If I had played Gears of War: Judgment in 2007, I’d probably be spending the majority of this review swooning over the gritty, ultra-detailed graphics, Hollywood-quality voice acting, and fantastic cover-based shooting mechanics. And while all those points remain valid in 2013, we’ve also had three full-length Gears of War adventures that have accomplished all of these bullet points already. On its own, Judgment is a high quality title that offers fast-paced shooting in a four-player co-op environment, along with a robust online multiplayer suite. But when compared to the three Gears titles many gamers already have on their shelves, it simply doesn’t do enough to set itself apart.
Set several years before the events of the original Gears of War, Judgment focuses on a military inquiry into the actions of Kilo Squad, led by the cocky and careless Damon Baird. The wealthy residential area of Halvo Bay is under attack by the locust horde and, in the days prior, your crew promptly put its life on the line to aid in the war effort.
The four members of the group – which includes stalwarts Baird and Cole, as well as newbies Sofia Hendricks and Garron Paduk – each provide testimony during the impromptu trial. As each member of Kilo recalls the recent events, you’re tossed into that squad member’s shoes, effectively splitting the game into four chapters. This plot structure is a bit flimsy, but will manage to pique your curiosity just enough to keep you pushing through until the end.
The quest is further divided into sections as the debriefing progresses. Each of these sections can be approached in two different manners: Either a straightforward, basic explanation of events which typically plays out with standard firefights, or a “Declassified” version which usually includes a specific restriction that makes that particular fight a wee bit tougher. The declassified iterations include things like limited health or weapons, or even set time limits to push you through each level faster than normal.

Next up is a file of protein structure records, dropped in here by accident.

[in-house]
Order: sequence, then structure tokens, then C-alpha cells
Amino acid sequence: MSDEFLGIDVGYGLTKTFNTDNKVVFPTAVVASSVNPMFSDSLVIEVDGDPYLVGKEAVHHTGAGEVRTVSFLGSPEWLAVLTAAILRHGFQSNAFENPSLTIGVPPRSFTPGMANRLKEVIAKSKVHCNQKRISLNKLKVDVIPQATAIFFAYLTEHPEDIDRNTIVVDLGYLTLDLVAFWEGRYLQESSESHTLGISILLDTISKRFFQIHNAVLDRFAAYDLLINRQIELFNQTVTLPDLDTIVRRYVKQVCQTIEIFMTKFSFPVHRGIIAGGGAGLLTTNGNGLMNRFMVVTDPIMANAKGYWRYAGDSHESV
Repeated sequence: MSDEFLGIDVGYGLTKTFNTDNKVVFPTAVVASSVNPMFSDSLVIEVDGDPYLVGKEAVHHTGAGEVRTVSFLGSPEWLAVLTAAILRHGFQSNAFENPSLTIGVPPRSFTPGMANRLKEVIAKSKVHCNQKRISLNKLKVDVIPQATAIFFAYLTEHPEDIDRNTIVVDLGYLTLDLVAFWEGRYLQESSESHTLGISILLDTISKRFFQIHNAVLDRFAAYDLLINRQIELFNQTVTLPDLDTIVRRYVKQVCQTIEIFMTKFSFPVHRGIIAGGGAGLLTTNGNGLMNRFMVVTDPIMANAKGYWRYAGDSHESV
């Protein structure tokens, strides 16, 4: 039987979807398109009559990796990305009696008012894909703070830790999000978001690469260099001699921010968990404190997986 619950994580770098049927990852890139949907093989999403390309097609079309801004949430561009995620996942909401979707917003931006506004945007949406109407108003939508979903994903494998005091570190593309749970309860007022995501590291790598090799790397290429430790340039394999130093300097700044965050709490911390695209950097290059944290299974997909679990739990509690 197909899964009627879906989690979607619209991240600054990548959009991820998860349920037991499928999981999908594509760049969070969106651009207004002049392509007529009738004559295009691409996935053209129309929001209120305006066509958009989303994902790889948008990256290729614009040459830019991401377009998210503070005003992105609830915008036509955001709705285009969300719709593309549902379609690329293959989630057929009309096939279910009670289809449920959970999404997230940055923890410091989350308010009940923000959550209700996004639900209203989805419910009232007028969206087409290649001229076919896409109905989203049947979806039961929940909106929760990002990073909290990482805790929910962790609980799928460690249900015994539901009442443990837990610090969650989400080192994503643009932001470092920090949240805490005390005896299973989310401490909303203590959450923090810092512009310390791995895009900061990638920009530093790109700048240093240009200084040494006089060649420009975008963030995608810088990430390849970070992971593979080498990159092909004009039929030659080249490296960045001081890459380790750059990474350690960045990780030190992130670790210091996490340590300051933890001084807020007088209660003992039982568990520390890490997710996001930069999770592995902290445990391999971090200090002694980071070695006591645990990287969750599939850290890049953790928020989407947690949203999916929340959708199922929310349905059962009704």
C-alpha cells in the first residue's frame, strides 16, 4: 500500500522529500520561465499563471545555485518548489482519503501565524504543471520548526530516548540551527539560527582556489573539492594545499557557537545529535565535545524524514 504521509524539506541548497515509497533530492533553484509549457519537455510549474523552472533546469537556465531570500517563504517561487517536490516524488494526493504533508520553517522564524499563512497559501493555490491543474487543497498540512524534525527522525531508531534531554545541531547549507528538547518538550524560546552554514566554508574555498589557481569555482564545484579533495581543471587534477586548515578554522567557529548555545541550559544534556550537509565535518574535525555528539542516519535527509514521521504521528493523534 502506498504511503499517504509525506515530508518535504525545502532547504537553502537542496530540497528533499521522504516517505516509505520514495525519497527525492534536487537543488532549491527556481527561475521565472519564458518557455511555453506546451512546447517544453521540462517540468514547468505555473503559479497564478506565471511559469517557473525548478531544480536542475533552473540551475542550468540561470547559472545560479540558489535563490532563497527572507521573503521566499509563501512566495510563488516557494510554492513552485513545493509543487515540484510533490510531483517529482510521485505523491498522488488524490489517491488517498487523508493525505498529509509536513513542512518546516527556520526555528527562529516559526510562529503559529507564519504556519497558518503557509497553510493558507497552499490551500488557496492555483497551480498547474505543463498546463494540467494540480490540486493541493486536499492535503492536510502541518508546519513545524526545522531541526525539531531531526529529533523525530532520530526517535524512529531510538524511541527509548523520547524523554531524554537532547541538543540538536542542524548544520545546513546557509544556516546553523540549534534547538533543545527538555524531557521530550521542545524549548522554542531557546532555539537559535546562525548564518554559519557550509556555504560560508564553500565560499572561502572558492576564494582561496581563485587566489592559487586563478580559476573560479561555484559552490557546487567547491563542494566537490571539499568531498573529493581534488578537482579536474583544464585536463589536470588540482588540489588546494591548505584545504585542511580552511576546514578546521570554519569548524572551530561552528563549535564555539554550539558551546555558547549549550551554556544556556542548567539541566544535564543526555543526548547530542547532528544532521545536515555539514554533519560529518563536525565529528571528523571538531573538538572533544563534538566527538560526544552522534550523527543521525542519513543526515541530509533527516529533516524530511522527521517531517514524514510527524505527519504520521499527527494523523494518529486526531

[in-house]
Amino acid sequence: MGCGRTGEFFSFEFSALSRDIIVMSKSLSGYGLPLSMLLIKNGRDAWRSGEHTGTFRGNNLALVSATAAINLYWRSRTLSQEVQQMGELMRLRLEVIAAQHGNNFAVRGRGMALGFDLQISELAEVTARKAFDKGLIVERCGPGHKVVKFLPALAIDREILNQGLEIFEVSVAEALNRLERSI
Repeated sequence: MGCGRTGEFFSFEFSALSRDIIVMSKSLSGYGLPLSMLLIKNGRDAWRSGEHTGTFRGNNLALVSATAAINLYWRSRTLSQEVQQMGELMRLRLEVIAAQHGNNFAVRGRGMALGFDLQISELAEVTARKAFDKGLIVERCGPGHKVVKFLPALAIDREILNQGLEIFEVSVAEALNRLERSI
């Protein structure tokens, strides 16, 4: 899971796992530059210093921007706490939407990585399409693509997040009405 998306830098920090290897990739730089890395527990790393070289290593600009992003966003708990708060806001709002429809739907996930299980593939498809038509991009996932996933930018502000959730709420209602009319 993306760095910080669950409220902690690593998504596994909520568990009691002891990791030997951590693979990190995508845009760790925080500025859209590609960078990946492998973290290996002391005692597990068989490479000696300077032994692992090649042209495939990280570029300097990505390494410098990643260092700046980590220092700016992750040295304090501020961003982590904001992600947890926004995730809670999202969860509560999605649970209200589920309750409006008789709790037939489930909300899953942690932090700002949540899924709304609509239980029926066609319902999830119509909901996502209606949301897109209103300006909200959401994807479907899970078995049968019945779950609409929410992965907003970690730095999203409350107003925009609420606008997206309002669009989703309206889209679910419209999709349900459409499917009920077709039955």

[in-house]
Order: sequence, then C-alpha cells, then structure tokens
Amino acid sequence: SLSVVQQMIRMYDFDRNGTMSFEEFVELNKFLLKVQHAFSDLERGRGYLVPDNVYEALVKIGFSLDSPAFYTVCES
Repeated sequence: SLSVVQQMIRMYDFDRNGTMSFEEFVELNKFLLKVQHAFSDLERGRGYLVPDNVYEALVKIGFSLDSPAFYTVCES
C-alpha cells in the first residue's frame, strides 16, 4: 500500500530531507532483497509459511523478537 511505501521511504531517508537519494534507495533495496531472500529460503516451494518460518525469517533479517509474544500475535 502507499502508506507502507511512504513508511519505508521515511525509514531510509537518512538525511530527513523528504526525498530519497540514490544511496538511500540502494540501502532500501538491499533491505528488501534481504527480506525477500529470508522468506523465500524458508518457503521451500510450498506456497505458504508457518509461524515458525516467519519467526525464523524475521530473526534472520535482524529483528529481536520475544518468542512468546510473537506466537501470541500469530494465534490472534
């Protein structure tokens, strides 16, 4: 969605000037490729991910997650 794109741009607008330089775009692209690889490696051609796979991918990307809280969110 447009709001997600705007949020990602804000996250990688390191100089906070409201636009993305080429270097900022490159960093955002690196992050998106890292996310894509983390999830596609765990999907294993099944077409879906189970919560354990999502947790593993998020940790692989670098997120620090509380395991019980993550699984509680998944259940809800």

The entire game, both in campaign and multiplayer, is governed by a leveling system. You gain stars by performing things like head shots or explosive kills, and these stars add to your progress. Leveling up lets you unlock items for use in multiplayer like weapon skins and additional characters, but beyond that, this overarching XP mechanic does little more than serve as bragging rights with your co-op buddies.
For the first few hours of the game, this fast-paced, no-nonsense approach feels satisfying, but you’ll soon realize that the payoff you normally expect at the end of a particularly difficult section just isn’t there. Where in previous Gears titles you’d usually cap off an objective with an epic boss battle or major story point, Judgment simply doesn’t offer this type of satisfaction.
Instead, you’ll occasionally be asked to hold down a particular area with your squad as enemies pour in from all angles, which amounts to a slightly abbreviated version of the series’ popular “Horde” mode. These brief moments of frantic gunplay are enjoyable in their own way, but the lack of unique enemies or boss characters leaves them feeling extremely repetitive after the first half dozen or so. Being able to take on a building-sized boss with three friends would have been extremely satisfying if offered on a consistent basis. You do eventually get to take on such an enemy, but unfortunately your first boss battle will also be your last.
The members of Kilo Squad are likewise cookie cutters of one another when in combat. Getting to play as each of the rough-and-tumble badasses would have been much more satisfying if each character brought something unique to the table. Cutscenes and high quality voice acting do help bring some color to the otherwise blank soldiers in your team, but once the bullets start flying those pleasant quirks quickly disappear.